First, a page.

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Woopee Makers’ Jazz: CARL HALEN’S Gin Bottle Seven

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Carl Halen (cnt) Bob Butters (tb) Martin Kollstedt (cl) Jim Campbell (bass sax) Matt Fuchs (p) Jan Carroll (bj, vcl) Tom Hyer (drs)      

Antioch College, Yellow Springs, Ohio; August 26, 1957


1. Once in a While (3:46) (William Butler)

2. You’re Next (3:49) (Lil Armstrong)

3. King Porter Stomp (2:05) (Jelly Roll Morton)

4. ‘Deed I Do (3:15) (Hirsch –Rose)

5. Ugly Child (vcl) (4:15) (C. Williams – Brunis)

6. Snake Rag (3:16) (Joe Oliver)


1. Somebody Stole My Gal (3:39) (Leo Wood)

2. Beale Street Blues (vcl) (3:33) (W. C. Handy)

3. Mabel’s Dream (3:04) (Ike Smith)

4. Original Jelly Roll Blues (P3) (2:58) (Jelly Roll Morton)

5. Copenhagen (3:22) (Melrose – Davis)

6. Emperor Norton’s Hunch (2:31) (Lu Watters)

   It should never be forgotten – but sometimes is – that jazz is very much a good time music. That is not, of course, the whole story, but it is a fundamental part. And as long as there are high-spirited young groups like the one heard on this LP, there is actually very little danger this particular basic fact being forgotten.

CARL HALEN is much too young a man to have any first-hand recollections of the period known as The Roaring ‘20s. Yet the happy and rollicking jazz played by his Gin Bottle Seven is unquestionably a direct descendant of the music of the era of snappy slogans and bathtub gin. There are quite a few youthful jazz groups in operation today who draw upon traditional jazz sources for their inspiration, but there are none who go about it quite like this energetic gang of Cincinatians. For one this, they refuse to limit themselves to any one or two early sources; for another, they refuse to allow even a hint of grim dedication or heavy-handed imitation of the past to creep into their approach to their music.

   The members of the Gin Bottle Seven are thoroughly familiar with what has gone before in the vast and quite varied body of earlier jazz that can loosely be lumped under the heading of “Dixieland.” They know the classic recordings of Louis and Jelly Roll, of Bix, of the white pioneers of “Chicago style” and the Negro creators of free-wheeling “South Side Chicago” jazz, of Lu Watters’ influential group of Californians who inaugurated the “revival” of New Orleans-style jazz. They know all this, but they do not choose to make any of it into a shrine. It is, on the contrary, their belief that all of traditional jazz is capable of being kept alive and light-hearted. They consider just about all of it, and more, as proper source material for their use; and they insist upon keeping in mind that much of it originally came into existence as happy, buoyant music.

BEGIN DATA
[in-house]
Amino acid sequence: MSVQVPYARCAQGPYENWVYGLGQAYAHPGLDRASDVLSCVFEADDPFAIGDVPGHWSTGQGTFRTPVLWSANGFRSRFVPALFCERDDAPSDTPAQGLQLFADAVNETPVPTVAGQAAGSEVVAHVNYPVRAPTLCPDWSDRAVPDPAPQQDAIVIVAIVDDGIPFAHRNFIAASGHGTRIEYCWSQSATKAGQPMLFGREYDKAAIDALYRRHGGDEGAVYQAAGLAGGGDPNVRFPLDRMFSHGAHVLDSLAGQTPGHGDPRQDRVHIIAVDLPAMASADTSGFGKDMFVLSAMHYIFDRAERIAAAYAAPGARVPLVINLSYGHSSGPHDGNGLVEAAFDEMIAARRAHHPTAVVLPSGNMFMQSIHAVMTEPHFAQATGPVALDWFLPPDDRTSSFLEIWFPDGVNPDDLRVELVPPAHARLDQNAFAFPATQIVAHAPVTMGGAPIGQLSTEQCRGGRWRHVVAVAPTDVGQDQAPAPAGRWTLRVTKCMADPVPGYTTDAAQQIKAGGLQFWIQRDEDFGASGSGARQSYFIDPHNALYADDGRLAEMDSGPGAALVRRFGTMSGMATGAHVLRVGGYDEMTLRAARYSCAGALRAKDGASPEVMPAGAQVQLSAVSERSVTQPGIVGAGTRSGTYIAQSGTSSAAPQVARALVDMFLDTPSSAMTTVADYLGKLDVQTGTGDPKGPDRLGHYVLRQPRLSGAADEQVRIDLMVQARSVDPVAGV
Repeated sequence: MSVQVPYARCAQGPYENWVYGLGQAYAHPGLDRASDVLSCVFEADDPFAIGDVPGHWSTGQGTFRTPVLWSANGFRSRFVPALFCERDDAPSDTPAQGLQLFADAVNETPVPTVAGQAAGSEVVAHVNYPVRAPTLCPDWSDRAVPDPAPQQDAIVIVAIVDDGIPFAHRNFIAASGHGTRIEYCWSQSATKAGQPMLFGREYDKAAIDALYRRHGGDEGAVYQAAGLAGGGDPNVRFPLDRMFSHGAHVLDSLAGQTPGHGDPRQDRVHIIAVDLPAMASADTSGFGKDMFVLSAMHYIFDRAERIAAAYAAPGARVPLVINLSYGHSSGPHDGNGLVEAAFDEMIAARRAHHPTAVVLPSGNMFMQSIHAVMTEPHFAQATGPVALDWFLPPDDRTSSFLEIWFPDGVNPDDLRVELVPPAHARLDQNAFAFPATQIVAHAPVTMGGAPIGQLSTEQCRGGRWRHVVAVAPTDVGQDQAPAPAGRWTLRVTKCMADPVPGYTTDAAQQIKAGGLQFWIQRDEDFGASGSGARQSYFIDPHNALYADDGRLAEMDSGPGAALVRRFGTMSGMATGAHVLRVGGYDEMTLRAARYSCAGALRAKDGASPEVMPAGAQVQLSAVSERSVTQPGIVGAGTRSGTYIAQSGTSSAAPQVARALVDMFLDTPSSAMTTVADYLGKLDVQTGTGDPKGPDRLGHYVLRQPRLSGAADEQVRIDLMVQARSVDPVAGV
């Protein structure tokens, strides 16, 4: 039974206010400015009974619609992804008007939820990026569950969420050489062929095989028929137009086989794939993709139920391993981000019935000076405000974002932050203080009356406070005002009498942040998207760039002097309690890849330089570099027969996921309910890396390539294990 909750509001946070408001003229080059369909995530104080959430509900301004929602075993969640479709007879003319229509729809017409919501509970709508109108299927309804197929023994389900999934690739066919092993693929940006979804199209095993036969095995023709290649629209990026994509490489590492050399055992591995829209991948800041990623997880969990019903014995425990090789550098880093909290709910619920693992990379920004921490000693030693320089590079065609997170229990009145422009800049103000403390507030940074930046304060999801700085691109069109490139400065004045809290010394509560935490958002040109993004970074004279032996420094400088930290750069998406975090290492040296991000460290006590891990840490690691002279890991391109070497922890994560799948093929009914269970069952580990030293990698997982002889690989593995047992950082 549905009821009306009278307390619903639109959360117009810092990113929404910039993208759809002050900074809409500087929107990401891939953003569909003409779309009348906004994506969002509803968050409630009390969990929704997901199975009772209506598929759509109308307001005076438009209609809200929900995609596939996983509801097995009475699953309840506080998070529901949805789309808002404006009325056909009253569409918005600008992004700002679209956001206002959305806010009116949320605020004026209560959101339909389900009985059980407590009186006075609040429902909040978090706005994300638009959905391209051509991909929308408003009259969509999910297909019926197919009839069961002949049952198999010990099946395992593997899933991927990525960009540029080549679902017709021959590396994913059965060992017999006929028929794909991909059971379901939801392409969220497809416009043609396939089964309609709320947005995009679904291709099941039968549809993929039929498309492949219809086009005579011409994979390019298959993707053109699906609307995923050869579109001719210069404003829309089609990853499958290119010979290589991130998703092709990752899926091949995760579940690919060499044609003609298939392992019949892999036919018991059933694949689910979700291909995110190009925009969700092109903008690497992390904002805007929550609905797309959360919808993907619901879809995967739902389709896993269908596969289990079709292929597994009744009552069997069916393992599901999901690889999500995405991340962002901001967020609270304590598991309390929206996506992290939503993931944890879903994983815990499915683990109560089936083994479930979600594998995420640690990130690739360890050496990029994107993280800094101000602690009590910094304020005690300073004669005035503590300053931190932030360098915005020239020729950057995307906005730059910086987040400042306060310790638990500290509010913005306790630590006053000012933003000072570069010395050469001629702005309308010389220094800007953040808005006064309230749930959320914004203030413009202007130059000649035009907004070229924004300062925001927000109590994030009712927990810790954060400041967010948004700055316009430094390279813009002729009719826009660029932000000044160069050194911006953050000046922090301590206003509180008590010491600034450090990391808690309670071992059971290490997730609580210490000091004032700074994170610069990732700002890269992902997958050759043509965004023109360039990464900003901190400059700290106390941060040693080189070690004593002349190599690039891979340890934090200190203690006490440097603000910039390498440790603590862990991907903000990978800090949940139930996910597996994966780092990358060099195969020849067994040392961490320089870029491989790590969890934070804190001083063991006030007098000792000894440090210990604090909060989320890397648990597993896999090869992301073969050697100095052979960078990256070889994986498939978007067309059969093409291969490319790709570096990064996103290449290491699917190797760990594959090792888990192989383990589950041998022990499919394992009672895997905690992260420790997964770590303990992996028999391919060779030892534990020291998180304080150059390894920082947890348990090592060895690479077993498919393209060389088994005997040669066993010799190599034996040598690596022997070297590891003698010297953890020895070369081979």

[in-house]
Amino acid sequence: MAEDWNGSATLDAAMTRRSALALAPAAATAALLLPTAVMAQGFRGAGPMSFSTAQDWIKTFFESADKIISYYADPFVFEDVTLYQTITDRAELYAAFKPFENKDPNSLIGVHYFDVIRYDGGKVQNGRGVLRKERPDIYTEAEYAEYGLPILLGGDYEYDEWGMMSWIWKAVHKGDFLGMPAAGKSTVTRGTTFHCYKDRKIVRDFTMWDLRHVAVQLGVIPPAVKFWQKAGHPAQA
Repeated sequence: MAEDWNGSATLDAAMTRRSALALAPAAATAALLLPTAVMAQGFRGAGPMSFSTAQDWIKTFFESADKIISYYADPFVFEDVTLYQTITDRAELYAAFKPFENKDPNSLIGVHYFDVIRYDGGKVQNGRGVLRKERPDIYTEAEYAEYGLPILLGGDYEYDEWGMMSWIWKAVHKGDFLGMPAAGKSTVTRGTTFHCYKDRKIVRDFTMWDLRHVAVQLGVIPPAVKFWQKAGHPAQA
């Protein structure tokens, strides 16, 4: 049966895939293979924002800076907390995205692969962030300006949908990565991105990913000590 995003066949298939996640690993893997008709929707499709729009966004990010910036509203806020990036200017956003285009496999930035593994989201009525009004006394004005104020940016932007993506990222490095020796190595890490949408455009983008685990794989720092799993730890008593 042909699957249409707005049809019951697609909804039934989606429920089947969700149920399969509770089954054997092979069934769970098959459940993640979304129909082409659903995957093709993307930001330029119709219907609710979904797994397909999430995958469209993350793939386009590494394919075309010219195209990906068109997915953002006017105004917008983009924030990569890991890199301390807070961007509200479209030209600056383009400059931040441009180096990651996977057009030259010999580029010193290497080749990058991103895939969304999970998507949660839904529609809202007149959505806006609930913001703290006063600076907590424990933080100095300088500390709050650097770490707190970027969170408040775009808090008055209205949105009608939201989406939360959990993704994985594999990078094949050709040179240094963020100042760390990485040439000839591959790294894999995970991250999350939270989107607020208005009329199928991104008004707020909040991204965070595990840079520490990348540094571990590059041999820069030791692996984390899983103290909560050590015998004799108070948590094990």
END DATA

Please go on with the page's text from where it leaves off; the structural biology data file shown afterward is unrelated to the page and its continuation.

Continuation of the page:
Their repertoire here proves the point. Included among the dozen selections are two classic Jelly Roll Morton pieces (King Porter and Original Jelly Roll Blues); two items first recorded by King Oliver’s Creole Jazz Band (Mabel’s Dream and Oliver’s celebrated Snake Rag); Handy’s Beale Street Blues; and two tunes that belonged to Armstrong’s Hot Five (Once in a While and You’re Next). But there are also two pop tunes of the ‘20s (‘Deed I Do and Somebody Stole My Gal); Copenhagen is largely associated with the Condon-Chicago mob; Ugly Child has long been a specialty of Dixielander George Brunis; and Emperor Norton is a Lu Watters creation.